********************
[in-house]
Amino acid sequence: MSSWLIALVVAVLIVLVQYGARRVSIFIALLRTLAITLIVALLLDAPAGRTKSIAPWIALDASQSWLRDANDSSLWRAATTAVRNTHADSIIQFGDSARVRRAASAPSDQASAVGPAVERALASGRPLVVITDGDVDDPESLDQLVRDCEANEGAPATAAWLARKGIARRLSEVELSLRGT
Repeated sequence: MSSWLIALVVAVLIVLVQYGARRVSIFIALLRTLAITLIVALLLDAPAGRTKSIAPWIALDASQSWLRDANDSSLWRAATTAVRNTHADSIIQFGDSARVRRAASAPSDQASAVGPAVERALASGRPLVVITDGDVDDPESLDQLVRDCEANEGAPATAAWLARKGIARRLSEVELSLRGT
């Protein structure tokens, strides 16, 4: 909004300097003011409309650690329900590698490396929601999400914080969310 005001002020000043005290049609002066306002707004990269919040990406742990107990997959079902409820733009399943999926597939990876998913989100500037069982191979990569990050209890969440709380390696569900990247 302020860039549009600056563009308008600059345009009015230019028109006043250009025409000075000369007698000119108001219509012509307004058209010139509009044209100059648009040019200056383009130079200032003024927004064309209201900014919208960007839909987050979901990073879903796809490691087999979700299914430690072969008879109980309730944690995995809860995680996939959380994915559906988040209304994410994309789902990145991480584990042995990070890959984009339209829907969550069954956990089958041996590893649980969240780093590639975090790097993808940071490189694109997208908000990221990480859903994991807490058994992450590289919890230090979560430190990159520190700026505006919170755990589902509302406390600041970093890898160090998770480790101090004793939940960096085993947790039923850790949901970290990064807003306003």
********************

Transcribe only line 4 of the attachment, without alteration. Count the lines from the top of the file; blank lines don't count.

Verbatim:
């Protein structure tokens, strides 16, 4: 909004300097003011409309650690329900590698490396929601999400914080969310 005001002020000043005290049609002066306002707004990269919040990406742990107990997959079902409820733009399943999926597939990876998913989100500037069982191979990569990050209890969440709380390696569900990247 302020860039549009600056563009308008600059345009009015230019028109006043250009025409000075000369007698000119108001219509012509307004058209010139509009044209100059648009040019200056383009130079200032003024927004064309209201900014919208960007839909987050979901990073879903796809490691087999979700299914430690072969008879109980309730944690995995809860995680996939959380994915559906988040209304994410994309789902990145991480584990042995990070890959984009339209829907969550069954956990089958041996590893649980969240780093590639975090790097993808940071490189694109997208908000990221990480859903994991807490058994992450590289919890230090979560430190990159520190700026505006919170755990589902509302406390600041970093890898160090998770480790101090004793939940960096085993947790039923850790949901970290990064807003306003």